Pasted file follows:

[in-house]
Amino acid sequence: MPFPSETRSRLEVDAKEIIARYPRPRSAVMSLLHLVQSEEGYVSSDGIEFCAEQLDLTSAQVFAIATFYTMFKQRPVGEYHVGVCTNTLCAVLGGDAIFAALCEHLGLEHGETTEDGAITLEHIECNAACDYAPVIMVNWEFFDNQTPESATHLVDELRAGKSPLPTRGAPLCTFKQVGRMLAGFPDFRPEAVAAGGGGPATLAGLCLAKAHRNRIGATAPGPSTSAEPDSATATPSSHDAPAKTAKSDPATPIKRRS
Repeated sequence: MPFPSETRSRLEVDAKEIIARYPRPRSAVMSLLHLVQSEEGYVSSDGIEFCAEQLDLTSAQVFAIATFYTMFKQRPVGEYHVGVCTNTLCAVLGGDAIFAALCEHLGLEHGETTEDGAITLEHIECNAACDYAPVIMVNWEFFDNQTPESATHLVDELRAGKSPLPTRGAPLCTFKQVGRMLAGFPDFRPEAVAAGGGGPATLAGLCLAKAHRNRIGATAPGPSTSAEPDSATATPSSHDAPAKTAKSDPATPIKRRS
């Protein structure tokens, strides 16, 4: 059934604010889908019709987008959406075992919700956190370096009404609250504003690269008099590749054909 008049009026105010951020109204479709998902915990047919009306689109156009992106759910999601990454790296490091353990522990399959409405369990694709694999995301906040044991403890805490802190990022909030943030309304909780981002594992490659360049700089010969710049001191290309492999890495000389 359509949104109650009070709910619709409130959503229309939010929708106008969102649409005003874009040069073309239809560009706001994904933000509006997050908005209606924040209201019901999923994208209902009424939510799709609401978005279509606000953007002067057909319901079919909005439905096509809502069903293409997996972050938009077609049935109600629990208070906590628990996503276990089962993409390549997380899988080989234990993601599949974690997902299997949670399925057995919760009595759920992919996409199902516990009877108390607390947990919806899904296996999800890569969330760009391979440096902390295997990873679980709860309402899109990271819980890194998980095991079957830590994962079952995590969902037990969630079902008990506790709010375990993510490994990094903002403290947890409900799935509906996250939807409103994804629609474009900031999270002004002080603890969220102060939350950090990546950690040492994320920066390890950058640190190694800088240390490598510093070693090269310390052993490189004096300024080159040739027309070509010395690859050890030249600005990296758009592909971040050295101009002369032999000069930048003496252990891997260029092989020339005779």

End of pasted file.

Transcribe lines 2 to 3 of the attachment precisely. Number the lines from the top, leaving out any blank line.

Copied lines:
Amino acid sequence: MPFPSETRSRLEVDAKEIIARYPRPRSAVMSLLHLVQSEEGYVSSDGIEFCAEQLDLTSAQVFAIATFYTMFKQRPVGEYHVGVCTNTLCAVLGGDAIFAALCEHLGLEHGETTEDGAITLEHIECNAACDYAPVIMVNWEFFDNQTPESATHLVDELRAGKSPLPTRGAPLCTFKQVGRMLAGFPDFRPEAVAAGGGGPATLAGLCLAKAHRNRIGATAPGPSTSAEPDSATATPSSHDAPAKTAKSDPATPIKRRS
Repeated sequence: MPFPSETRSRLEVDAKEIIARYPRPRSAVMSLLHLVQSEEGYVSSDGIEFCAEQLDLTSAQVFAIATFYTMFKQRPVGEYHVGVCTNTLCAVLGGDAIFAALCEHLGLEHGETTEDGAITLEHIECNAACDYAPVIMVNWEFFDNQTPESATHLVDELRAGKSPLPTRGAPLCTFKQVGRMLAGFPDFRPEAVAAGGGGPATLAGLCLAKAHRNRIGATAPGPSTSAEPDSATATPSSHDAPAKTAKSDPATPIKRRS